I Do, But I Don't

I Do, But I Don't

Tuesday, April 28, 2015

The Answer Is NOT Rioting

Imagine for a moment how our culture would be if every time we got angry about something, we rioted and looted.  A friend doesn't return a call?  Riot.  Someone takes your parking space?  Looting.  Coffee was too hot?  That definitely calls for a full-tilt-gonzo riot, for heaven's sake.  This thing in Baltimore just doesn't make sense.  Well, I suppose it does on some level - an African-American man, Freddie Gray, was killed in the custody of those whom our society has tasked with keeping order, to keeping us safe.  It's not a good thing when law enforcement so brutally breaks the law.

It's almost like Congress giving themselves a pay raise every year.  Wait.  That really happens.

Rioting and acting like a bunch of dill weeds is not the damned answer.  Ever.  Never ever.  

Law enforcement is not perfect because it is comprised of the human element and where there are human beings, there will be mistakes.  Sometimes, those mistakes are fatal as they are in this case.  Here's part of the story from the Atlantic:
The police say Gray didn't resist arrest and that officers didn't use force, which seems to be mostly corroborated by video shot by bystanders. Gray seems to shout in pain, and his leg seems injured as officers drag him to a police van. (Someone off camera shouts, "His leg broke and y'all dragging him like that!") Gray also had asthma and requested his inhaler, but didn't get it. Yet it's not the leg or the asthma that killed him. Instead, it was a grave injury to his spinal cord. Gray's family said he was treated for three fractured vertebrae and a crushed voice box, the sorts of injuries that doctors say are usually caused by serious car accidents. The van made at least two stops before reaching the police station, but there's no footage to say what happened during the journey or at those stops.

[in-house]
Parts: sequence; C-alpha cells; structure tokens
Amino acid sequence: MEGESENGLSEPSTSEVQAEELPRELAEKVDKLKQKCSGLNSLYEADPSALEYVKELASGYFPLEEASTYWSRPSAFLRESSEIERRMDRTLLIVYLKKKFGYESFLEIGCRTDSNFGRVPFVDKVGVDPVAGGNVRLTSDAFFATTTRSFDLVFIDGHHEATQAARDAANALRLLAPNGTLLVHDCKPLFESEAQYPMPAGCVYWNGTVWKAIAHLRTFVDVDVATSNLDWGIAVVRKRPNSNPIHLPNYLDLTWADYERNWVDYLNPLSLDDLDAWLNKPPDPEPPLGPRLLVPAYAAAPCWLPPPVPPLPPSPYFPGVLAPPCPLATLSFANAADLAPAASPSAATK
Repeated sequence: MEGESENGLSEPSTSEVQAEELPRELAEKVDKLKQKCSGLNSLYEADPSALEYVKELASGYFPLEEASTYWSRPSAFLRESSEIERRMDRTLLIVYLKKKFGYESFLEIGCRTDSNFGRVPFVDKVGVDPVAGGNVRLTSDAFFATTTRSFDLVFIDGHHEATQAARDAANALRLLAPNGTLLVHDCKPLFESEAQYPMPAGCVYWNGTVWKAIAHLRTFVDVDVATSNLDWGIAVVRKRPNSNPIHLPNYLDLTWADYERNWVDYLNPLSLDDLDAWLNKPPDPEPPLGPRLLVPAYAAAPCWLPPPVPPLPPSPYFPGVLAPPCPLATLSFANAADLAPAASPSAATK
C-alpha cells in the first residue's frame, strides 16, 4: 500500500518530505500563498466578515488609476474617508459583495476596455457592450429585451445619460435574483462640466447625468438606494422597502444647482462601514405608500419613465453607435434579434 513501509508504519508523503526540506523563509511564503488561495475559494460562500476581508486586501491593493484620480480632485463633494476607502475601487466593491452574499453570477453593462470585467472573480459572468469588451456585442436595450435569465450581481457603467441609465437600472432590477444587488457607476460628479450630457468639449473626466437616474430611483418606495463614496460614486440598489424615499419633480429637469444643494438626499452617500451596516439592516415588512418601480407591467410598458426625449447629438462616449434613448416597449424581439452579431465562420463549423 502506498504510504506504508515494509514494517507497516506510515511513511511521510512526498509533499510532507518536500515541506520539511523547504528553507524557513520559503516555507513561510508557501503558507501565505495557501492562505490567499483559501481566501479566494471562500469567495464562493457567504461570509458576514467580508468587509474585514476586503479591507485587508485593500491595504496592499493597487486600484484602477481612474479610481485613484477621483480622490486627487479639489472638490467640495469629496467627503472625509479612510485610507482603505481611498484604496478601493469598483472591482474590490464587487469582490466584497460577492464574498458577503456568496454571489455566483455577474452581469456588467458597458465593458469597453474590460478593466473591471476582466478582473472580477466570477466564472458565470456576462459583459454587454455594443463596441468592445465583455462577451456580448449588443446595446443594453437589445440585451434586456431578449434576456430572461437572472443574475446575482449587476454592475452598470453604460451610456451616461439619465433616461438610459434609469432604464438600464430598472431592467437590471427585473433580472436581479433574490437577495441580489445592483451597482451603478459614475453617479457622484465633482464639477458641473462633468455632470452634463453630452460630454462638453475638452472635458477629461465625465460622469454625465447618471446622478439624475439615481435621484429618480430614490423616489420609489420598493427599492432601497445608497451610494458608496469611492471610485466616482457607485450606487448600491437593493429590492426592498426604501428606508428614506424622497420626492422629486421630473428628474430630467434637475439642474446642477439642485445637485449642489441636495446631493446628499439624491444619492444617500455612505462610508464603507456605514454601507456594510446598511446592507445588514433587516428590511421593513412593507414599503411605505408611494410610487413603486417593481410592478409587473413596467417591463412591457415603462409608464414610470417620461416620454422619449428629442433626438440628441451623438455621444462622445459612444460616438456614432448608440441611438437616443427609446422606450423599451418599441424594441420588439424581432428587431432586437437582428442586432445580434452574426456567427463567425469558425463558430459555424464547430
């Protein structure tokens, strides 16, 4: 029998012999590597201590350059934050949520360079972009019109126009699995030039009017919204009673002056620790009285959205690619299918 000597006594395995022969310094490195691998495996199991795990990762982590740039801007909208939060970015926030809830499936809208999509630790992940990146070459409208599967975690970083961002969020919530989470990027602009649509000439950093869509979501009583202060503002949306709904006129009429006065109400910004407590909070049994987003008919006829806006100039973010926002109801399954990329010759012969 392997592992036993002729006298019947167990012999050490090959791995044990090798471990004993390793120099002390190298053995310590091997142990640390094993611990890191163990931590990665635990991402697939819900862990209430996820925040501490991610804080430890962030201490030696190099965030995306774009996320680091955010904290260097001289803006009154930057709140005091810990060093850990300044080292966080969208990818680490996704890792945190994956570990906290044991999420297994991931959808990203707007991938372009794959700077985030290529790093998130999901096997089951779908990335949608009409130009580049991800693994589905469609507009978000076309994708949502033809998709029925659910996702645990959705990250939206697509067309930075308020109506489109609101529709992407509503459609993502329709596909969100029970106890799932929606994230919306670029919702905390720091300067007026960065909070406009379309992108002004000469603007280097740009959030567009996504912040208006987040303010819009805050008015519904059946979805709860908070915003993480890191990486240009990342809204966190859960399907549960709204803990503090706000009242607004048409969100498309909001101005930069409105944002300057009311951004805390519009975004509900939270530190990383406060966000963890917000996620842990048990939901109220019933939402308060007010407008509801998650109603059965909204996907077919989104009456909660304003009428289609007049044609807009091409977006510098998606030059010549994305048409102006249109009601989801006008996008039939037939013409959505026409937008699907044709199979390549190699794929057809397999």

Yes.  It's true.  Gray has one hell of a rap sheet on him; he has not been a model citizen.  But law enforcement is to be law enforcement, not a hit squad.  Is that the kind of country we want to live in?  The people, ironically enough, who have rolled out the "gee, look at what a dirtbag he was" argument are typically those who want LESS government intrusion, but where "bad guys" are concerned, it's a free-for-all. 

Bullshit.

Between this horrific incident, the recent story about the deputy in Tulsa who needlessly killed a man, and of course there was the police shooting of a man named Walter Scott in South Carolina, the public is unsettled, pissed off and justifiably so.  Police officers have an exceedingly difficult job on their hands and the vast majority of those involved in law enforcement are decent, hard-working men and women who feel that their job is like a calling.  These aren't the ones we hear about much because they are out there every day, putting their lives on the line.

These needless deaths at the hands of some "bad eggs" in law enforcement are sad, discouraging, and intensely frustrating.  But the answer is not rioting and looting.  I know I'm preaching to the choir here, but one thing that rioting does do is to feed into the stereotypes about the inner city.  Dumb asses.

Communities need to investigate the training measures and requirements to become a police officer to begin with.  And in my opinion, part of the reason we have some of these problems is that in many cases, law enforcement is morbidly underpaid.  Yes, that's right - morbidly underpaid.  If the incentive package is weak, the candidates for the job will be weak.  

We have to change this stuff now, but rioting isn't the answer.  Looting isn't the answer.  Investigating and prosecuting douchebags is, however, the answer. 

Of course, this is just my opinion and I could be wrong - but I seriously doubt it.


Gorilla